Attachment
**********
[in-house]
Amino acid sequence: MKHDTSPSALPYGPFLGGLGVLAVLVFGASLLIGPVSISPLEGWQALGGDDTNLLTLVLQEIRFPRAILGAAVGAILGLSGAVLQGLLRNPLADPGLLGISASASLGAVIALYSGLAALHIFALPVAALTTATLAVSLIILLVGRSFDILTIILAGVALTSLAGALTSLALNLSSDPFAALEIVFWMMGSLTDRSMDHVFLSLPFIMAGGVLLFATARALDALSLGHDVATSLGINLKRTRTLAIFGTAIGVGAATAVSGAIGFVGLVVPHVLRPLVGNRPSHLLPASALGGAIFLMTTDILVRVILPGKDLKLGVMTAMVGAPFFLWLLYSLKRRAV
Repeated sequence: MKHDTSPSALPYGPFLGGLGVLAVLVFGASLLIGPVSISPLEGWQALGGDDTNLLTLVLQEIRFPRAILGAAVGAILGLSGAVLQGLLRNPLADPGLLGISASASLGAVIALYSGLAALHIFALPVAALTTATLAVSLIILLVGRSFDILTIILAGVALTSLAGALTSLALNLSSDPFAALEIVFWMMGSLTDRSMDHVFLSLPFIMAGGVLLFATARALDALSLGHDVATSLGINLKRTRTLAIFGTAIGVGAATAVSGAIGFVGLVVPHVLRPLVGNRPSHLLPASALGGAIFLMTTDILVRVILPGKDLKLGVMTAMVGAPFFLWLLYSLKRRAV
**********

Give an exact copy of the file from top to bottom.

[in-house]
Amino acid sequence: MKHDTSPSALPYGPFLGGLGVLAVLVFGASLLIGPVSISPLEGWQALGGDDTNLLTLVLQEIRFPRAILGAAVGAILGLSGAVLQGLLRNPLADPGLLGISASASLGAVIALYSGLAALHIFALPVAALTTATLAVSLIILLVGRSFDILTIILAGVALTSLAGALTSLALNLSSDPFAALEIVFWMMGSLTDRSMDHVFLSLPFIMAGGVLLFATARALDALSLGHDVATSLGINLKRTRTLAIFGTAIGVGAATAVSGAIGFVGLVVPHVLRPLVGNRPSHLLPASALGGAIFLMTTDILVRVILPGKDLKLGVMTAMVGAPFFLWLLYSLKRRAV
Repeated sequence: MKHDTSPSALPYGPFLGGLGVLAVLVFGASLLIGPVSISPLEGWQALGGDDTNLLTLVLQEIRFPRAILGAAVGAILGLSGAVLQGLLRNPLADPGLLGISASASLGAVIALYSGLAALHIFALPVAALTTATLAVSLIILLVGRSFDILTIILAGVALTSLAGALTSLALNLSSDPFAALEIVFWMMGSLTDRSMDHVFLSLPFIMAGGVLLFATARALDALSLGHDVATSLGINLKRTRTLAIFGTAIGVGAATAVSGAIGFVGLVVPHVLRPLVGNRPSHLLPASALGGAIFLMTTDILVRVILPGKDLKLGVMTAMVGAPFFLWLLYSLKRRAV